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In the fall of 1979 Professor Bob Fabry, of the University of California at Berkeley, responded to DARPA's interest in moving towards Unix by writing a proposal suggesting that Berkeley develop an enhanced version of 3BSD for the use of the DARPA community.
Fabry took a copy of his proposal to a meeting of DARPA image processing and VLSI contractors, plus representatives from Bolt, Beranek, and Newman, the developers of the ARPAnet.
There was some reservation whether Berkeley could produce a working system; however, the release of 3BSD in December 1979 assuaged most of the doubts. With the increasingly good reputation of the 3BSD release to validate his claims, Bob Fabry was able to get an 18-month contract with DARPA beginning in April 1980.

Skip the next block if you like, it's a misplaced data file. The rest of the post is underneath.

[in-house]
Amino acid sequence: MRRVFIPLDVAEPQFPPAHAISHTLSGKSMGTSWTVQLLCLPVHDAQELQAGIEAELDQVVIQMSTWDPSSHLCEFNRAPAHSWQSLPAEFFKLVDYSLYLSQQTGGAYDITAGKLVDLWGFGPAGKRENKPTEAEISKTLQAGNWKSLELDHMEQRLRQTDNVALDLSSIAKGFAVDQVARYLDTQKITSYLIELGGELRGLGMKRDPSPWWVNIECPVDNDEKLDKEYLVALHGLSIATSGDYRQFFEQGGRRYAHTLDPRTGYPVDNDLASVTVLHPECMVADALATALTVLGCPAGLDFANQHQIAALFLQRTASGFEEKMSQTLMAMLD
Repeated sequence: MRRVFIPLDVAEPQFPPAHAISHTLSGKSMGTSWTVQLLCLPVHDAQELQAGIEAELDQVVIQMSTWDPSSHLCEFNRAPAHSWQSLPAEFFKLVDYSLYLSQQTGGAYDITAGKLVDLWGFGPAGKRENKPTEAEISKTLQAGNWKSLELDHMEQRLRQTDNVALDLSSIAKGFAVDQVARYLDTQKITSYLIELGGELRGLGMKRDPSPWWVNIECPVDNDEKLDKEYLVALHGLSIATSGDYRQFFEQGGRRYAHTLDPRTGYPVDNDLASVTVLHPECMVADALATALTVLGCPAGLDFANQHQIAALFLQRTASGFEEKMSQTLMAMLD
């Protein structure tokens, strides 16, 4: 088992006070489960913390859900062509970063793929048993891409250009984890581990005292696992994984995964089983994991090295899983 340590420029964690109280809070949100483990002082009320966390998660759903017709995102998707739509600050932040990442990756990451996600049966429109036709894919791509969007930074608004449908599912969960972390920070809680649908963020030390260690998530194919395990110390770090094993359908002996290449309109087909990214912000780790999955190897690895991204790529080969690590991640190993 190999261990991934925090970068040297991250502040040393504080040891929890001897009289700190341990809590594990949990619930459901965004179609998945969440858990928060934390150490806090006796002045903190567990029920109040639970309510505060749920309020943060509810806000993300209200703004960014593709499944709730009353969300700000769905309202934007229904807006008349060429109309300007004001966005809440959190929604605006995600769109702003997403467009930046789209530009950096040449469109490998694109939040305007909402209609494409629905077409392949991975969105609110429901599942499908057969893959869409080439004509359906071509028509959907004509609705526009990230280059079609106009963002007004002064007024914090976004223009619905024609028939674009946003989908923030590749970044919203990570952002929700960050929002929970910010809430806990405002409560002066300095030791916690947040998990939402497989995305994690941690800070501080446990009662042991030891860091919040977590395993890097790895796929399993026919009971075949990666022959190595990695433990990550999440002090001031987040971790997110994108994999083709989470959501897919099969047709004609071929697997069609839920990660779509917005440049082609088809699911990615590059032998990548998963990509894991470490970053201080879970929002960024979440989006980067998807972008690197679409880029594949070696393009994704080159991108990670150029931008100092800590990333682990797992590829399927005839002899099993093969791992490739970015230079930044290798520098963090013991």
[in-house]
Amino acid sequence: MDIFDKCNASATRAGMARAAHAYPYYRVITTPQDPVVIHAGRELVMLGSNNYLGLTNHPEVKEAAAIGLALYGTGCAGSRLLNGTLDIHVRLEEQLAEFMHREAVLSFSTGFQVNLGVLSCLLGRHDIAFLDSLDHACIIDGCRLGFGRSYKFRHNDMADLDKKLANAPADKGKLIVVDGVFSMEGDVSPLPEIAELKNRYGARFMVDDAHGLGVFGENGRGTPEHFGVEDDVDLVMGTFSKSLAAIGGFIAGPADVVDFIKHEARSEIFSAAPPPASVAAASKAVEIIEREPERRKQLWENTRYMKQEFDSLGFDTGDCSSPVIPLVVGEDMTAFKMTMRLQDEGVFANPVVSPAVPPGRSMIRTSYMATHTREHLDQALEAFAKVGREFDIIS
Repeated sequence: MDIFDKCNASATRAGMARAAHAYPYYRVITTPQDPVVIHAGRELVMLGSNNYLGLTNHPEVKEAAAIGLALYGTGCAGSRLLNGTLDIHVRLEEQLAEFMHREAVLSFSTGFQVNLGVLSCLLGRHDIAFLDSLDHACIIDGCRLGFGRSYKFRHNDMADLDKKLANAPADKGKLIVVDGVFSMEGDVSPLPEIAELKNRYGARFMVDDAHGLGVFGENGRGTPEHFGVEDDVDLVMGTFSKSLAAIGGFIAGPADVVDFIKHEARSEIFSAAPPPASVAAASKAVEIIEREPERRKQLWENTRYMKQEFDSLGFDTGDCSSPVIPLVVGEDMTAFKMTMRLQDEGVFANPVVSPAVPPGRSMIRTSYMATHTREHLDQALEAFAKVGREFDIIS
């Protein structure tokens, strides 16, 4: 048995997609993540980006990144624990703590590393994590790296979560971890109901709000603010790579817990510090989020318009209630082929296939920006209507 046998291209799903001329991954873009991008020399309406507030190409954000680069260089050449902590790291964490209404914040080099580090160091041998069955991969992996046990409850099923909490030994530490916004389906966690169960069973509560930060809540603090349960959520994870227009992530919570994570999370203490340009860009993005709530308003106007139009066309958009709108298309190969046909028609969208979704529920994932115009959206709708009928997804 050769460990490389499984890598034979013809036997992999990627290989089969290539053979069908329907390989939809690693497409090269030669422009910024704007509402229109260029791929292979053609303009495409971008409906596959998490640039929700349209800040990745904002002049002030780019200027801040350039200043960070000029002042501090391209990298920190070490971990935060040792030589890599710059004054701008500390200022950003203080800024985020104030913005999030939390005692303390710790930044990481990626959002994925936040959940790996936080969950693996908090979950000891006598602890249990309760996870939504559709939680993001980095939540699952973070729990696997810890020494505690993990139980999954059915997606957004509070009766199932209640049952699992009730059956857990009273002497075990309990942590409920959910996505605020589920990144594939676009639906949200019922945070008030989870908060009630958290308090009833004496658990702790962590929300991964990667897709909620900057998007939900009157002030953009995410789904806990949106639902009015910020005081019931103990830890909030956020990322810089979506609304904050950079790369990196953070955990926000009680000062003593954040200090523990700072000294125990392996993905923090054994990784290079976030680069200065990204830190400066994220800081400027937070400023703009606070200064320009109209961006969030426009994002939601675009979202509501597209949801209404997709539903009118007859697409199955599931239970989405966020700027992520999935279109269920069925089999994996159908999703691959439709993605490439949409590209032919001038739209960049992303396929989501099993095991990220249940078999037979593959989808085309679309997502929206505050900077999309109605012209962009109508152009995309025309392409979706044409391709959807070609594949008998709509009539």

This contract was to add features needed by the DARPA contractors. Under the auspices of this contract, Bob Fabry sets up an organization which was christened the Computer Systems Research Group, or CSRG for short.
He immediately hired Laura Tong to handle the project administration. Fabry turned his attention to finding a project leader to manage the software development. Fabry assumed that since Bill Joy had just passed his Ph.D. qualifying examination, he would rather concentrate on completing his degree than take the software development position.
But Joy had other plans. One night in early March he phoned Fabry at home to express interest in taking charge of the further development of Unix. Though surprised by the offer, Fabry took little time to agree. The project started promptly.
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